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Out of autoclave composite manufacturing

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Out of autoclave composite manufacturing is an alternative to the traditional high pressure autoclave (industrial) curing process commonly used by the aerospace manufacturers for manufacturing composite material. Out of autoclave (OOA) is a process that achieves the same quality as an autoclave but through a different process.[1] OOA curing achieves the desired fiber content and elimination of voids by placing the layup within a closed mold and applying vacuum, pressure, and heat by means other than an autoclave. An RTM press is the typical method of applying heat and pressure to the closed mold. There are several out of autoclave technologies in current use including resin transfer molding (RTM), Same Qualified Resin Transfer Molding (SQRTM), vacuum-assisted resin transfer molding (VARTM), and balanced pressure fluid molding. The most advanced of these processes can produce high-tech net shape aircraft components.


Resin transfer molding[edit]

Resin transfer molding (RTM) is a method of fabricating high-tech composite structures. The RTM process is capable of consistently producing composite parts with high strength, complex geometries, tight dimensional tolerances, and part quality typically required of aerospace applications. RTM uses a closed mold commonly made of aluminum. A fiber "layup" such as graphite is placed into the mold. The mold is closed, sealed, heated, and placed under vacuum. Heated resin is injected into the mold to impregnate the fiber layup. Having the mold heated and under vacuum, as in Vacuum Assisted Resin Transfer Molding (VARTM) assists the resin flow. The mold is then held at a temperature sufficient to cure the resin. Current RTM technology produces lightweight parts with excellent mechanical properties. With these qualities, composite materials are gaining wide use in a variety of structural and non-structural applications common in aerospace and aviation. RTM is one method of fabricating these composite structures.[1][2]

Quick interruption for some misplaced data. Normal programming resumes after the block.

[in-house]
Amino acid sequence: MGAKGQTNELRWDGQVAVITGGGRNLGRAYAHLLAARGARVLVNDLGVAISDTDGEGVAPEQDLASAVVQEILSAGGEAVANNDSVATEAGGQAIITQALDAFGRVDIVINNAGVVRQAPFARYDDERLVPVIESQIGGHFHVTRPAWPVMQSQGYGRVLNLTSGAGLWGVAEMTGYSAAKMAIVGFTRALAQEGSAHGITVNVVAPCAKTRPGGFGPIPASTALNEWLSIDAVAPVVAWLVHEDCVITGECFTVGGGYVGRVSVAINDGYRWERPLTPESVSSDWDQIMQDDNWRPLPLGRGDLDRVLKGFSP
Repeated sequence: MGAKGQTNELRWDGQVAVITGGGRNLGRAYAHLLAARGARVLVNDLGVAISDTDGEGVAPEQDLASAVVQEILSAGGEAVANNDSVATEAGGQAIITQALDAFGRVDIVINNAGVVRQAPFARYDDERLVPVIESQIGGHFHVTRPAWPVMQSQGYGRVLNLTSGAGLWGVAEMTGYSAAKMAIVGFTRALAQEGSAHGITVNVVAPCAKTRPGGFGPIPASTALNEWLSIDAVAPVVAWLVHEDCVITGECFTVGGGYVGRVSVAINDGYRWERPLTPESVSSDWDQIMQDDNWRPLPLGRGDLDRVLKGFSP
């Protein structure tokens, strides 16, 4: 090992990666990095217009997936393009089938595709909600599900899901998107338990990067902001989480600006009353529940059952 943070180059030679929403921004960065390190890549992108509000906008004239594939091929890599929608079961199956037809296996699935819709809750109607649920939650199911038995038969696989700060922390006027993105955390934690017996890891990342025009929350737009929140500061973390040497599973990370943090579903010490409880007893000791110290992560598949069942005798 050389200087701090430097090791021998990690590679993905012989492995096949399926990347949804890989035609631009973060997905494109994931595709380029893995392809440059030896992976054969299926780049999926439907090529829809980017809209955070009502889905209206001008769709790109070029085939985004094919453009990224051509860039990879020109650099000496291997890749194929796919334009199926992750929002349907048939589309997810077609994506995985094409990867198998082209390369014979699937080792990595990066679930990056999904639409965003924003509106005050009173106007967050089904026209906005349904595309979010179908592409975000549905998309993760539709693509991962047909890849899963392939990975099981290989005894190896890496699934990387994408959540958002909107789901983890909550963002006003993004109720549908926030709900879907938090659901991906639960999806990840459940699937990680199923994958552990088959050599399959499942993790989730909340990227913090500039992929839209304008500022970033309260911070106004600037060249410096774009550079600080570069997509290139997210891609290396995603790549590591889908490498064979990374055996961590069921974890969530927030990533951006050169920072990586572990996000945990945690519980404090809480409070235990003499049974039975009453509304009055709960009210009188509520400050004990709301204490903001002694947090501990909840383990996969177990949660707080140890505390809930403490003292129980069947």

Same Qualified Resin Transfer Molding[edit]

Same Qualified Resin Transfer Molding (SQRTM) is a closed mold composites manufacturing method similar to RTM (Resin Transfer Molding). "Same Qualified" refers to this method injecting the same resin as that used in the prepreg layup. The attributes of "same qualified" are significant to a manufacturer because those who adopt this process need not re-qualify resin materials for their production process. What sets SQRTM apart from standard resin transfer molding is the substitution of a prepreg layup rather than a dry fiber preform.[3]

SQRTM is an RTM process adapted to prepreg technology. The prepreg is placed in a closed mold and during the cure cycle, a small amount of resin is injected into the cavity through ports positioned around the part. This resin does not go into the laminate, but only presses up against the edge of the laminate in order to establish hydrostatic pressure on the prepreg, similar to the goal of autoclave curing. This pressure is similar to the autoclave, on the order of 6-7 bars (90-100 psi). Hydrostatic pressure minimizes voids by keeping dissolved air, water and resin monomers in solution in the resin. The tool can either be self-clamped and self-heated or heated and clamped by a press. The equipment is composed of a tool, a press, an injector, and a vacuum pump.[4]

The key factors in the SQRTM process include precision machined closed mold tooling, high pressure presses, a high vacuum applied to the tool interior, and precise control of heating platens, injected resin volume, heat, and pressure.[citation needed]

The advantages of the SQRTM process include a high level of integration, tight tolerances and the use of qualified prepregs. Its disadvantages include higher tool costs and a lower level of flexibility to design changes.[5]

Vacuum assisted resin transfer molding[edit]

Vacuum assisted resin transfer molding (VARTM) differs from pre-preg processing in that fiber reinforcements and core materials are laid up on a one-sided mold and vacuum bagged. Liquid resin is introduced through ports in the mold and vacuum-drawn through the reinforcements by way of designed-in channels and infusion media that facilitate fiber wetout. Subsequent curing does not require high heat or high pressure, unlike the autoclave. The process's comparatively low-cost tooling allows inexpensive production of large, complex parts in one shot,[1] such as the tail of the Mitsubishi Regional Jet.[6]

Balanced pressure fluid molding[edit]